Programs Cut at Missouri State

By Staff

Coaching Management, 14.8, September 2006,

For more than a decade, Athletic Director Bill Rowe fought to maintain menís indoor and outdoor track and field at Missouri State University, formerly called Southwest Missouri State University. But before the start of last season, the program was officially cut, along with menís cross country and menís and womenís tennis, for an annual savings of $350,000. What happened?

ďIt tore my heart out, to be really honest,Ē says Rowe. ďIíve never had a more stressful year. Weíd been fighting off the programís elimination for at least a dozen years, using everything we had. We offer more sports and generate as much revenue as any of the 10 schools in our conference, if not more. It was a combination of factors. Our tuition keeps going up each year, we donít get as much support from the state as some of our sister schools, and we couldnít get enough alumni to step forward with financial gifts.Ē

To increase revenue, the track program had been fostering relationships with local businesses, adding advertising to its arena, hosting an annual auction with help from Head Track Coach Ronald Boyce, and sending a monthly newsletter to its track alumni. Despite these and similar efforts for other sports, the department needed to find $500,000 worth of cuts.

In September 2005, the university appointed a nine-person panel, including Rowe, to study all 21 athletic programs. Each program was evaluated on its ability to compete, the academic record of its student-athletes, its integration into the university culture, and its ability to live within its budget and be as financially independent as possible.

The panel met eight times during the fall semester and created a system to rate each sportís facility, competitive strength, graduation rate, fan base, alumni support, and local/national recognition. Then, after crunching the numbers and weighing the impact of potential cuts on the universityís Title IX compliance, diversity goals, and budget, panelists presented three options to the president.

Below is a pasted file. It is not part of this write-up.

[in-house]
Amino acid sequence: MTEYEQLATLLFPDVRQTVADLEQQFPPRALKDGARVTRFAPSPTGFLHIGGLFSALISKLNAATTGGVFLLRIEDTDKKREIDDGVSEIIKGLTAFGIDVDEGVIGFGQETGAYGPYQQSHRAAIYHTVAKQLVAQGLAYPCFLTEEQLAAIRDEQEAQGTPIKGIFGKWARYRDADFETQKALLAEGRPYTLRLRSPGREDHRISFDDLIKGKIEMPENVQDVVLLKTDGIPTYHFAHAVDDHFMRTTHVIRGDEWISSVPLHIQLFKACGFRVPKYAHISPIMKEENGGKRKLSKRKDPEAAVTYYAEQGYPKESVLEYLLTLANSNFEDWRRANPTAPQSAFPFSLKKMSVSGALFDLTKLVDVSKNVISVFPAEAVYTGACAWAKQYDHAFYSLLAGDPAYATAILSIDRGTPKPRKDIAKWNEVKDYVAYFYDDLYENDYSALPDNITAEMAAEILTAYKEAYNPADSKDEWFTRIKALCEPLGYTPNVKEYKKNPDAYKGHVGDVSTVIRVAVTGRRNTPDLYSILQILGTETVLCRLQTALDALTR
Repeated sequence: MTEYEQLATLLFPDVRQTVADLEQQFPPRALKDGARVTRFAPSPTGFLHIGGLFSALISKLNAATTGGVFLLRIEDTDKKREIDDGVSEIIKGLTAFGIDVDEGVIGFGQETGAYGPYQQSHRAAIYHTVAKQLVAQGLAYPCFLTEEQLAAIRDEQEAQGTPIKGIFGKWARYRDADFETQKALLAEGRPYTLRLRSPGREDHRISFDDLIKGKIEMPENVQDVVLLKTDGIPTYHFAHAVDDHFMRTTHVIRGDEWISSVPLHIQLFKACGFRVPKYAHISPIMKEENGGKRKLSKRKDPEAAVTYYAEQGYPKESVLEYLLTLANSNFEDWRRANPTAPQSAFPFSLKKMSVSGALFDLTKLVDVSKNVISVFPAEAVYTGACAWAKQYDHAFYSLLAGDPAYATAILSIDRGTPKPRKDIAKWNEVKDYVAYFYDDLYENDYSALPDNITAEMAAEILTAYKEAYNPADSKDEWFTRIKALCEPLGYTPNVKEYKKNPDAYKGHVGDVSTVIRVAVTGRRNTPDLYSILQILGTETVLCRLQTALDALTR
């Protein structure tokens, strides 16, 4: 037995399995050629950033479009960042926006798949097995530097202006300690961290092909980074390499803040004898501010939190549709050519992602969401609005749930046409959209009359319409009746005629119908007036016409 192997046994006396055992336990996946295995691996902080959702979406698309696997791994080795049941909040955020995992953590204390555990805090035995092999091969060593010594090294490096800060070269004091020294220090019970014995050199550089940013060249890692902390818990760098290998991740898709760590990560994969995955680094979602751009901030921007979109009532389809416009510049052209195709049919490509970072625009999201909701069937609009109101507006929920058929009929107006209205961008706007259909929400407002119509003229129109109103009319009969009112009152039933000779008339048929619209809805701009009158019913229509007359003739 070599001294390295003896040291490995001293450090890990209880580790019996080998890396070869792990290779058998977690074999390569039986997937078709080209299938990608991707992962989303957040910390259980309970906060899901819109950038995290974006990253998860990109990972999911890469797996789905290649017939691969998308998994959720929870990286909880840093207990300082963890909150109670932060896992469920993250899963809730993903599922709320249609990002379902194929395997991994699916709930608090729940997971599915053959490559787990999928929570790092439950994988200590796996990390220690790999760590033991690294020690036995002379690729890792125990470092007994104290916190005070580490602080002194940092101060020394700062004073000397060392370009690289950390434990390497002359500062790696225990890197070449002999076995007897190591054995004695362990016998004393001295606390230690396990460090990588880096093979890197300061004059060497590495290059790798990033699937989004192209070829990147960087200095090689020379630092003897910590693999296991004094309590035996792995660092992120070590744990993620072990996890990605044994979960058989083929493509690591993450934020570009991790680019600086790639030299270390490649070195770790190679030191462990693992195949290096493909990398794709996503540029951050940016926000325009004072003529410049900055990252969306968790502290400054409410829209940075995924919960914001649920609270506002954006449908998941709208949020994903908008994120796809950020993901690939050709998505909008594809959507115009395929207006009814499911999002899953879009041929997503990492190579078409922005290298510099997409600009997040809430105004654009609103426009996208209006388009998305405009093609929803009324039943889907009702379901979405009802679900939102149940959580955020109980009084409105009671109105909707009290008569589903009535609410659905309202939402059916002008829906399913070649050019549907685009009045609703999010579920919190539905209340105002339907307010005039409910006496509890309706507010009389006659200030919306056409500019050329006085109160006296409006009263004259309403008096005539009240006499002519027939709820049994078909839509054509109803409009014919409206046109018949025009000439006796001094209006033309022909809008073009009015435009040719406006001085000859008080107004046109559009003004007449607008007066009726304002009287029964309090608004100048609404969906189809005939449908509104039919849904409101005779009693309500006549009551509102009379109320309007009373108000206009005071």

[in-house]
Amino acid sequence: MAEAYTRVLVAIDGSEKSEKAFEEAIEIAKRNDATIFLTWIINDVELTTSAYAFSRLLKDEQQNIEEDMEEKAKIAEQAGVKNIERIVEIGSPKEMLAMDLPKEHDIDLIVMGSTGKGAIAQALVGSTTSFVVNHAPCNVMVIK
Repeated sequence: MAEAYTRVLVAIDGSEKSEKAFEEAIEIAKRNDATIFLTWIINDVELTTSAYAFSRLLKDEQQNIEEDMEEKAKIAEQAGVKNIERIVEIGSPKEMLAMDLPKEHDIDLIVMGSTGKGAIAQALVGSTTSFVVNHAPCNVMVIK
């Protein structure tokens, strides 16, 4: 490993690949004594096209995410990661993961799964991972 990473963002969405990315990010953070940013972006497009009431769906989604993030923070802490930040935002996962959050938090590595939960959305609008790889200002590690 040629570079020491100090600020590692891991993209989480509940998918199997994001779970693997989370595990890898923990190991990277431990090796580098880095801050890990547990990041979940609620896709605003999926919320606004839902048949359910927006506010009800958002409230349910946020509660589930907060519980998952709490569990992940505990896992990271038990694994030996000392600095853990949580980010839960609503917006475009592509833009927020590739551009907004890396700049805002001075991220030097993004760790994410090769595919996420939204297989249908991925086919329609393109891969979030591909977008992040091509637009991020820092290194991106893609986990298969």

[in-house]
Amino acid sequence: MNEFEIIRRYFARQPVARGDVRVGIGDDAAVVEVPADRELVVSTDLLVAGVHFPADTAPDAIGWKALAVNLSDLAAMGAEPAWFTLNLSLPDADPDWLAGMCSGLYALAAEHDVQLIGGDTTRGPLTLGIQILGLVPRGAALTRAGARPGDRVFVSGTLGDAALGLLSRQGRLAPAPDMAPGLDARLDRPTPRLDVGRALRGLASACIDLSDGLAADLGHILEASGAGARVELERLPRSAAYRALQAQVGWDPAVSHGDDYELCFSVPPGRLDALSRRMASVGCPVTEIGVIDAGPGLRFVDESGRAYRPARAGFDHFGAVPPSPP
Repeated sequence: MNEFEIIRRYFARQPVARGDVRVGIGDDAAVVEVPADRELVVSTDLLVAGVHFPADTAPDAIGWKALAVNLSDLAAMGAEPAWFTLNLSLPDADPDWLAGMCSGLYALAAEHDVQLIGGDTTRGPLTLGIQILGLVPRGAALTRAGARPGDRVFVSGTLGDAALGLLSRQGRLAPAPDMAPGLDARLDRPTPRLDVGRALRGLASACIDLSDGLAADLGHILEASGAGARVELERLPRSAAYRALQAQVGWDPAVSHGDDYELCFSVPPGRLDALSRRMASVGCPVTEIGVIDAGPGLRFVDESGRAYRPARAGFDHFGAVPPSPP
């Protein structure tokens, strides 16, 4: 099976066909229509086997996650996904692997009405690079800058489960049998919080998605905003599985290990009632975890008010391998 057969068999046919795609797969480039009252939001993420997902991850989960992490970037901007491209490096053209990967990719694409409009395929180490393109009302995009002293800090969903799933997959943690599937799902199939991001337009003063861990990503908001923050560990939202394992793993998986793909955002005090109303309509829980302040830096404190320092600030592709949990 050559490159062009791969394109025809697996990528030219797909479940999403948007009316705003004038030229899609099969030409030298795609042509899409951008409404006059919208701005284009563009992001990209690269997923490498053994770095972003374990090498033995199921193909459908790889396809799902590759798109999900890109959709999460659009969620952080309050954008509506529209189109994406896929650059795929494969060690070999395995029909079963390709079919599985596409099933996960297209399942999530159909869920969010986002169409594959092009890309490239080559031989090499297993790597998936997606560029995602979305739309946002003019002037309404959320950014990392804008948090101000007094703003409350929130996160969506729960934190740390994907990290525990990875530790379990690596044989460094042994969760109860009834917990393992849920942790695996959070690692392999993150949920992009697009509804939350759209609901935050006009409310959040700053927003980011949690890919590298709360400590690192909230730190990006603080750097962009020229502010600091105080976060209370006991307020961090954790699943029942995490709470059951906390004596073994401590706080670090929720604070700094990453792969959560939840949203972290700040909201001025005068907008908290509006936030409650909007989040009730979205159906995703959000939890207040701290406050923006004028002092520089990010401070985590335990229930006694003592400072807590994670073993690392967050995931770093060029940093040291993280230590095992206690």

All three options included cutting menís track and field and cross country, which scored at the bottom of the panelís rankings. In a seven-team conference, menís indoor track and field finished no better than sixth in the last five years. Over the same period, menís outdoor track and field had finished third (once), fifth (twice) and sixth (twice). The menís cross country team fared better, but only placed fourth (four times) and sixth (once) out of 10 teams.

Following the presidentís recommendation, the Board of Governors unanimously approved the most drastic of the three options, also eliminating menís and womenís tennis. The cuts will directly affect 39 student-athletes, who will continue to receive scholarship money as long as they stay at Missouri State. Once the scholarships are off the books, the combined cuts will save the university $550,000 a year.

Response to the cuts included a protest by the local NAACP, a last-minute proposal by an economics professor to scale back the schoolís I-AA football program, and a Title IX suit by the womenís tennis team, which failed to obtain an injunction to stop the cuts and will likely continue its fight in court.

That leaves Missouri State with 16 teams, 10 womenís and six menís, the lowest allowed by the NCAA, and leaves Rowe with a warning to other schools. ďDonít take for granted that your sport is always going to be there,Ē advises Rowe. ďDonít wait until the house is on fire to start rescuing your program. Itís been a tough year, and if nothing else, I hope this serves as a wakeup call to other schools.Ē